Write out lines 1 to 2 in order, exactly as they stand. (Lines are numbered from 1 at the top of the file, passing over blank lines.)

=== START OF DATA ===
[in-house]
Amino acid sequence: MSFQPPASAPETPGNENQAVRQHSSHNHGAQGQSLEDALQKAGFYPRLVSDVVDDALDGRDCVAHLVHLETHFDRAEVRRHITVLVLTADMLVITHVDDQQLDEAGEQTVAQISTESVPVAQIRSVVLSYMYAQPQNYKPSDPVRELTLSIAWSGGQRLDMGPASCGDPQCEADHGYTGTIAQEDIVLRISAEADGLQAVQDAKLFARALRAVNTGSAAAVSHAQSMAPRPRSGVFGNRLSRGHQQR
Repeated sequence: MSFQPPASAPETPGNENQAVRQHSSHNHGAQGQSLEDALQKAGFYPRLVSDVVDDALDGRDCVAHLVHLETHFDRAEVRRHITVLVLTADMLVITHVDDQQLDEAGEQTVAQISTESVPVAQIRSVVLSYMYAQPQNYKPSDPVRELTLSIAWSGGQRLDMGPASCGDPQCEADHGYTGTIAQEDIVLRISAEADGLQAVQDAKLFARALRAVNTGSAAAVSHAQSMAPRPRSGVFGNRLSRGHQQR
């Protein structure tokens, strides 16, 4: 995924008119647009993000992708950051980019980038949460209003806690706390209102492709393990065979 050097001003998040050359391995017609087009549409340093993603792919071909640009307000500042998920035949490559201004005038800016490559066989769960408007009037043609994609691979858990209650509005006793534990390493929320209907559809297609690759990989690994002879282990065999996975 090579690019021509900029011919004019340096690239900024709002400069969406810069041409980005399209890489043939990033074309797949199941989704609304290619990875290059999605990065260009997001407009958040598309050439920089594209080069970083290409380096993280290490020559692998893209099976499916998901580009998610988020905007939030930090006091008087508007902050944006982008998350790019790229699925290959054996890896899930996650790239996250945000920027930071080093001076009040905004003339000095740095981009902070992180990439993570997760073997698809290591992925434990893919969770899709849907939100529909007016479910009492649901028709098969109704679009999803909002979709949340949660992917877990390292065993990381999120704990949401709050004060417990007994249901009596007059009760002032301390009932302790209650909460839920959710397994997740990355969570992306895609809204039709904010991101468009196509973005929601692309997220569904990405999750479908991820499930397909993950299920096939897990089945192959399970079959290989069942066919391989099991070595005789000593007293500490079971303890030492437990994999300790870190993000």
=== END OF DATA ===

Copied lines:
[in-house]
Amino acid sequence: MSFQPPASAPETPGNENQAVRQHSSHNHGAQGQSLEDALQKAGFYPRLVSDVVDDALDGRDCVAHLVHLETHFDRAEVRRHITVLVLTADMLVITHVDDQQLDEAGEQTVAQISTESVPVAQIRSVVLSYMYAQPQNYKPSDPVRELTLSIAWSGGQRLDMGPASCGDPQCEADHGYTGTIAQEDIVLRISAEADGLQAVQDAKLFARALRAVNTGSAAAVSHAQSMAPRPRSGVFGNRLSRGHQQR